HANOVER, N.H. — The art of brewing beer dates back well beyond what historians have believed. Evidence of the world’s oldest beer has been discovered in 9,000 year old Chinese pots. These drinking vessels were found buried next to bodies in southern China and predate the oldest known evidence, recipes on 7,000 year old Egyptian papyrus scrolls.
Scientists at Dartmouth College believe that the ancient beer vessels unearthed at Qiaotou were likely some of the “earliest known painted pottery in the world.” They say there are no similar artifacts discovered anywhere previously that are as old.
Chemical analysis of the smaller drinking-type mug shows traces of beer fermentation not found in the surrounding soil or anywhere other than in pottery that contains alcohol.
“Our results revealed that the pottery vessels were used to hold beer, in its most general sense, a fermented beverage made of rice, a grain called Job’s tears, and unidentified tubers,” says study co-author Jiajing Wang, an assistant professor of anthropology at Dartmouth, in a statement. “The results also showed that phytoliths of rice husks and other plants were also present in the residue from the pots. They may have been added to the beer as a fermentation agent.”
Ancient beer wasn’t used for happy hour
Researchers believe that ancient beer quaffing was part of a burial ritual honoring the dead. The ancient pots were discovered in a platform mound three meters high, surrounded by a manmade ditch during ongoing excavations at Qiaotou. The mound contained two human skeletons and multiple pottery pits with high-quality pottery, many of which were complete vessels. The pottery was painted with white slip and some of the vessels were decorated with abstract designs.
Some of the pottery vessels were relatively small and similar in size to drinking vessels used today and to those found in other parts of the world. Each of the pots could basically be held in one hand like a cup — unlike storage vessels, which are much larger in size. Seven of the 20 vessels, which were part of their analysis, appeared to be long-necked Hu pots, which were used to drink alcohol in the later historical periods.
The team analyzed microfossil residues: starch, phytolith (fossilized plant residue), and fungi, extracted from the interior surfaces of the pots. These residues were compared with control samples obtained from soil surrounding the vessels. Researchers identified microbotanical (starch granules and phytoliths) and microbial (mould and yeast) residues in the pots that were consistent with residues from beer fermentation.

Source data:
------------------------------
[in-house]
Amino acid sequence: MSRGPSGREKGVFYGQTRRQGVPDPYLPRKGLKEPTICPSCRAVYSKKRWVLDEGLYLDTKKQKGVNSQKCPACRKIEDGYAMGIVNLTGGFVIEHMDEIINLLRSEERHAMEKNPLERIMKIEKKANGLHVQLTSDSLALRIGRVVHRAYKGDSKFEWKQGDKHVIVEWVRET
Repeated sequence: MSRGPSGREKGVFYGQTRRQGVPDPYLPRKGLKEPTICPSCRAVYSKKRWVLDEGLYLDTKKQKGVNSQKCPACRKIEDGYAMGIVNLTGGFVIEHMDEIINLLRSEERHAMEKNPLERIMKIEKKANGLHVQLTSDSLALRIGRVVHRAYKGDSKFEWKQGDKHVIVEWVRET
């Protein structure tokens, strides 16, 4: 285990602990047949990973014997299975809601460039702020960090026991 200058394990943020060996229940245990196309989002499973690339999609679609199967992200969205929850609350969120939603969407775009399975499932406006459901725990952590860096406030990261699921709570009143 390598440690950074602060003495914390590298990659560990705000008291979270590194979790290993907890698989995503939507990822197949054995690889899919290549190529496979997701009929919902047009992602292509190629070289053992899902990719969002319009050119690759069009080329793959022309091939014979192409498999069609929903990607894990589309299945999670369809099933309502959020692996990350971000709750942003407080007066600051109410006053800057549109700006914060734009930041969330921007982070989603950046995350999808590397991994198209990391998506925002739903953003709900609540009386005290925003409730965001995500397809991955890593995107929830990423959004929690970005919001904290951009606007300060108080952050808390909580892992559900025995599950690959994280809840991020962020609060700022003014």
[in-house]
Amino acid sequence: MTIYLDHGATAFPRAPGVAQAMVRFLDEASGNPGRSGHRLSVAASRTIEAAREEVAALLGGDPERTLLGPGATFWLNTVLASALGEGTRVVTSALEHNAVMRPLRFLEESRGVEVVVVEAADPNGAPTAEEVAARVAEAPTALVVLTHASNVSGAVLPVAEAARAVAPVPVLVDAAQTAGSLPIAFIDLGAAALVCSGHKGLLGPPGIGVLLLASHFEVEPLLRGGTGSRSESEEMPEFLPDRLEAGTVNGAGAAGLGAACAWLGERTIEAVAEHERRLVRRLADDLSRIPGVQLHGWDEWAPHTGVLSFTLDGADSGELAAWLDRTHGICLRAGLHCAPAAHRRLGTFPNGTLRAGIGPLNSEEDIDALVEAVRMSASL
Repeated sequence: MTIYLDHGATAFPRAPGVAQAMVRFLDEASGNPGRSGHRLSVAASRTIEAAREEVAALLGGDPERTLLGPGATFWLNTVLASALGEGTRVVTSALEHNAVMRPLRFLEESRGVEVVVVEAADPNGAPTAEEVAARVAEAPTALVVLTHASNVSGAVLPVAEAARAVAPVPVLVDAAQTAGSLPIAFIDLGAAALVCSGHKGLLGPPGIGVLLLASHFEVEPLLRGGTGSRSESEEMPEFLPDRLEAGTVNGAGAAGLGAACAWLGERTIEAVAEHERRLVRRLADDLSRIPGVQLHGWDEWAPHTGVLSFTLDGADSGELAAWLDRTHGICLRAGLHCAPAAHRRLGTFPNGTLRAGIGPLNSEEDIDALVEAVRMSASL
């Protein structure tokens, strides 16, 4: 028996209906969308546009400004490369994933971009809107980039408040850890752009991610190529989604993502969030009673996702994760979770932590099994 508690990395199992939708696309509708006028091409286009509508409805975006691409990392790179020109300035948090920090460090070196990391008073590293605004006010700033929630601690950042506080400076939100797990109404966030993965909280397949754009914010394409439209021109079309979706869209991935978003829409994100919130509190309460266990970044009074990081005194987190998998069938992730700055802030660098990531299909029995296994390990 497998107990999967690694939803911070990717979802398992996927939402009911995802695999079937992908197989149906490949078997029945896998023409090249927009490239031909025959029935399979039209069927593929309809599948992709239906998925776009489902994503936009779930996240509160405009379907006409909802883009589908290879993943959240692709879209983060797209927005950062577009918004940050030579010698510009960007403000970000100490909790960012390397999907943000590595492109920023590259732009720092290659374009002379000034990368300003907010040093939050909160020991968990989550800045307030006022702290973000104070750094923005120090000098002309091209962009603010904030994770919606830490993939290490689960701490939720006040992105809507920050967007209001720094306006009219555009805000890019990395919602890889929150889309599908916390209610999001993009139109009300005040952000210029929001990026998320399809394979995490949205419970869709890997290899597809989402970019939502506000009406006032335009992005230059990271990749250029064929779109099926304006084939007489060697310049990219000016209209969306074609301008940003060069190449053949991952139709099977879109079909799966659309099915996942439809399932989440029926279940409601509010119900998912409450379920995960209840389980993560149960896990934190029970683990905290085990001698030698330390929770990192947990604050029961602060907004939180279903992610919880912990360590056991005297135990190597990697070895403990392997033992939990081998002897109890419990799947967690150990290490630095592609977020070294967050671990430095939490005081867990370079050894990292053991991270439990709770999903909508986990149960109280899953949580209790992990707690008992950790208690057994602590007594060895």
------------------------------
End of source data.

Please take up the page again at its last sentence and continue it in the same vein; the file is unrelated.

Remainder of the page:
“This ancient beer though would not have been like the IPA that we have today,” says Wang. “Instead, it was likely a slightly fermented and sweet beverage, which was probably cloudy in color.”
At that time, most communities were hunter-gatherers who relied primarily on foraging. So given that rice harvesting and processing was labor intensive, the beer at Qiaotou was probably a ritually significant drink.
The residue analysis of the pots also have traces of mold, which was used in the beer-making process.
“We don’t know how people made the mold 9,000 years ago, as fermentation can happen naturally,” explains Wang. “If people had some leftover rice and the grains became moldy, they may have noticed that the grains became sweeter and alcoholic with age. While people may not have known the biochemistry associated with grains that became moldy, they probably observed the fermentation process and leveraged it through trial and error.”
Given that the pottery at Qiaotou was found near the burials in a non-residential area, the researchers conclude that the pots of beer were likely used in ritualistic ceremonies relating to the burial of the dead. They speculate that ritualized drinking may have been integral to forging social relationships and cooperation, which served as a precursor to complex rice farming societies that emerged 4,000 years later.
The study is published in the journal PLoS ONE.
South West News Service writer Jim Leffman contributed to this report.